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Why Big Data Could Sink Europe's 'Right To Be Forgotten' 128

Posted by Soulskill
from the internets-never-forget dept.
concealment tips this news from GigaOm: "Europe's proposed 'right to be forgotten' has been the subject of intense debate, with many people arguing it's simply not practical in the age of the internet for any data to be reliably expunged from history. Well, add another voice to that mix. The European Network and Information Security Agency (ENISA) has published its assessment of the proposals (PDF), and the tone is skeptical to say the least. And, interestingly, one of the biggest problems ENISA has found has to do with big data. They say, 'Removing forgotten information from all aggregated or derived forms may present a significant technical challenge. On the other hand, not removing such information from aggregated forms is risky, because it may be possible to infer the forgotten raw information by correlating different aggregated forms.'"
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Why Big Data Could Sink Europe's 'Right To Be Forgotten'

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  • by fustakrakich (1673220) on Wednesday November 21, 2012 @12:19AM (#42051545) Journal

    Few ideas are more absurd. They will have to outlaw all recorded media and burn down the libraries. Make ignorance the law of the land. Or maybe the authorities will get flashy things [bottomline...sights.com]

  • by parodyca (890419) on Wednesday November 21, 2012 @12:29AM (#42051599) Homepage
    What about my right to control my server. I look at this 'right to be forgot' as the same sort of over reach which allows media companies to put DRM on my ebook reader or smartphone, then make it illegal for me to remove it. My equipment. My decision. You want to force be to keep or remove any software/data, then you get yourself a court order. I don't see why phantom Imaginary property rights seem to keep trumping rights over real property. Sheesh.
  • by Let's All Be Chinese (2654985) on Wednesday November 21, 2012 @05:23AM (#42053099)

    To techies the idea seems absurd, but it's not. Sure, your server, your rules. But what you pull into them is another matter entirely, and the American view that if it's not behind closed curtains, it must be public, doesn't scale.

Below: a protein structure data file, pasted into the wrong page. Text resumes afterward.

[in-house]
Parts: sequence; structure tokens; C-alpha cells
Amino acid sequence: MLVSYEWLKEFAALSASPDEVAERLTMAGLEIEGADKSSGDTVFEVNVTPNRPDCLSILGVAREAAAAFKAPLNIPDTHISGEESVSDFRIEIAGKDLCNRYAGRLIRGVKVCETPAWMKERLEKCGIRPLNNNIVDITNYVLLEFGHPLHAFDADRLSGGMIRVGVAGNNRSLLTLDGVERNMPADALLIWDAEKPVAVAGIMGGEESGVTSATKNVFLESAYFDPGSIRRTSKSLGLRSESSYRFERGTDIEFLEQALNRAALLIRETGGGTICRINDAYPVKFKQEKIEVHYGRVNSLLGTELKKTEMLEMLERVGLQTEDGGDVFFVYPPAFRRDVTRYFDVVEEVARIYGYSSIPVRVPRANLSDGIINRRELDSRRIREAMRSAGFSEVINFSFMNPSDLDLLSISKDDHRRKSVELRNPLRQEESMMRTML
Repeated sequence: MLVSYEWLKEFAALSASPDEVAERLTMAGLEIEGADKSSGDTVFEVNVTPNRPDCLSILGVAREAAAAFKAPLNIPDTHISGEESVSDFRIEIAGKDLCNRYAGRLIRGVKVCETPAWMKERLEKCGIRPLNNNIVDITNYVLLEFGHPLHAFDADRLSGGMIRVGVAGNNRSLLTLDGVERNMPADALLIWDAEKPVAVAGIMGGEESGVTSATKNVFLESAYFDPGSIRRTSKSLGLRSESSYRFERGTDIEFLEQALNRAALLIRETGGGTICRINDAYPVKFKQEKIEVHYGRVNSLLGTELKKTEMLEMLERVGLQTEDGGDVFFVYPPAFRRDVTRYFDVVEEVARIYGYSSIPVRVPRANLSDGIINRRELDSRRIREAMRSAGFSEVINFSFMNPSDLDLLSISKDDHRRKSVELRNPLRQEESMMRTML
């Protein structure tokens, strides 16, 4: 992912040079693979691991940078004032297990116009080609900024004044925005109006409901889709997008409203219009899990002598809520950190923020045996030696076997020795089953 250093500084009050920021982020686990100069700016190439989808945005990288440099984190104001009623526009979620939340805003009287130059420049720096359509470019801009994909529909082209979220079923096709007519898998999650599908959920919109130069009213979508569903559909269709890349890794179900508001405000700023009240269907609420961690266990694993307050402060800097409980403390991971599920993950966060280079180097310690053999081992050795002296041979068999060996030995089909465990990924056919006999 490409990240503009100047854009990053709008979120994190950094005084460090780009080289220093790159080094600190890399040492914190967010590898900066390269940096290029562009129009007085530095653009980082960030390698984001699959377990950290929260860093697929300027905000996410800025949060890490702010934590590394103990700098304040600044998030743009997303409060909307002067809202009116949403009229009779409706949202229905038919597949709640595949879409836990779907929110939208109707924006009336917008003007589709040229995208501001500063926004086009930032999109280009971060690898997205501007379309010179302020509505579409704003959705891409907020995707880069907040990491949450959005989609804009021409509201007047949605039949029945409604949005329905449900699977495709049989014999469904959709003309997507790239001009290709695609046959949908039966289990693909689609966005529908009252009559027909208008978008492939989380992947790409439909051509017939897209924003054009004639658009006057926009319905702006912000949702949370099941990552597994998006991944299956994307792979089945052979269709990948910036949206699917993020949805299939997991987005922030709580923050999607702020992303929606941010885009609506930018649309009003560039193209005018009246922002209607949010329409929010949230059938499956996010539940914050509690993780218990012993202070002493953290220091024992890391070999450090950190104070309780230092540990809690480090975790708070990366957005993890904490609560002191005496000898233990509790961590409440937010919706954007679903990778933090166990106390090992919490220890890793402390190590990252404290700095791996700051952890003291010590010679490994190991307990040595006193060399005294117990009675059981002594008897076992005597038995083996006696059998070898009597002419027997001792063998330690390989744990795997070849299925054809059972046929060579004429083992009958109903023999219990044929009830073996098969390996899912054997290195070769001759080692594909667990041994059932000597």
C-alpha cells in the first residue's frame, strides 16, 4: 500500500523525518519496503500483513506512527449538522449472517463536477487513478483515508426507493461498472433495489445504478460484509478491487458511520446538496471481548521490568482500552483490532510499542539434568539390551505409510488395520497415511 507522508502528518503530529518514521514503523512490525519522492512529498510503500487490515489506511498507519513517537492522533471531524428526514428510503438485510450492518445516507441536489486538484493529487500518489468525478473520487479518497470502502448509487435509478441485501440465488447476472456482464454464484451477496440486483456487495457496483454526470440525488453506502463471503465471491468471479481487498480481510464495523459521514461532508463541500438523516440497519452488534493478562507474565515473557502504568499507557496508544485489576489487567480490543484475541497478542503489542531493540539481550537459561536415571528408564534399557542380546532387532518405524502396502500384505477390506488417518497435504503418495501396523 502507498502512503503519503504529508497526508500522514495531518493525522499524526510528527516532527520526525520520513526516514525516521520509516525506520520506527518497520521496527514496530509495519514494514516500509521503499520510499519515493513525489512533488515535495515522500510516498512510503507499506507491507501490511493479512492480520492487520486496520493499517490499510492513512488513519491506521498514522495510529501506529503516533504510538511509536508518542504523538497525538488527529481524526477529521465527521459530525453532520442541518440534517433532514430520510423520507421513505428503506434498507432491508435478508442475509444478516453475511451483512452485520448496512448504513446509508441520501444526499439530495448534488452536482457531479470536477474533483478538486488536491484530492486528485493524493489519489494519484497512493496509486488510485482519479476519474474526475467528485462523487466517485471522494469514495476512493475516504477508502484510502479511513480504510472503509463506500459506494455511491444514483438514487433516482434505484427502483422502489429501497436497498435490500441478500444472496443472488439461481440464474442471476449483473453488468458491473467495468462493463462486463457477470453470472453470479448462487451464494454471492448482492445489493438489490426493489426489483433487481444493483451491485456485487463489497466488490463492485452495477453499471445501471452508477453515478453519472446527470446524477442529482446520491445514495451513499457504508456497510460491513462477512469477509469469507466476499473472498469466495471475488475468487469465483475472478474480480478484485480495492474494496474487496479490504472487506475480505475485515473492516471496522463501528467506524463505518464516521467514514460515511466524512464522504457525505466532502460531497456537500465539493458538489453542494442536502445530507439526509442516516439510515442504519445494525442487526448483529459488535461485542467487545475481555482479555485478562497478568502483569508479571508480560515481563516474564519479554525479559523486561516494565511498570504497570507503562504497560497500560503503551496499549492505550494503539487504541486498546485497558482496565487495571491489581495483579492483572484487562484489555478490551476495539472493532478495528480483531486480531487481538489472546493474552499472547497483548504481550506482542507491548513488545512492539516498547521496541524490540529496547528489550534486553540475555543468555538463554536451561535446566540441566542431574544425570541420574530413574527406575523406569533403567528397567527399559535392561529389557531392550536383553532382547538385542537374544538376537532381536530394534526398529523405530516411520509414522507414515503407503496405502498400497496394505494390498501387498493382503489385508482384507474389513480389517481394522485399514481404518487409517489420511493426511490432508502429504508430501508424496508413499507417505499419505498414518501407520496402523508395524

Compare, of all places, Japan, where it is in fact customary to "not see" things that are pretty much out in the open out of sheer necessity because too many people are living too close together. In a sense, the internet is worse than Tokyo.

    There's irony here, where the techies are deriding politicians for doing boneheaded things with far too much data. Well, this is part of that, but in reverse, and if they're doing it wrong it's up to us to find ways to do it right and nudge them in the right direction.

    DRM became a bad word because big media deployed it to control their customer whom had thought they'd bought something only the seller afterward pulled a legalised fast one. David losing to Goliath until dvdjon came along.

    Data protection in this case wouldn't include money passing hands in the reverse direction. It's more like, well, you put DRM on your SSN when you sign up (and pay) for something that requires it, and you can more or less reliably wipe your SSN out of their databases once they no longer need it.

    No longer having to trust some faceless large entity on their wooly word salad assurances and their pretty face is a nice boon for the individual. Bit of a different power balance there.

    Yet the only real fix is to not store all that data in the first place. This means that a lot of data that's being gathered now must not be gathered at all or perhaps some other data needs to be gathered. Zero-knowledge proofs will likely have a big place in that, say to prove you're old enough without showing your ID card with all that extra data you're forced to give out currently. This'll need new techology, but will prove necessary to really scale out our data use without building databases of ruin [hbr.org].

  • by Phydaux (1135819) on Wednesday November 21, 2012 @08:15AM (#42054009)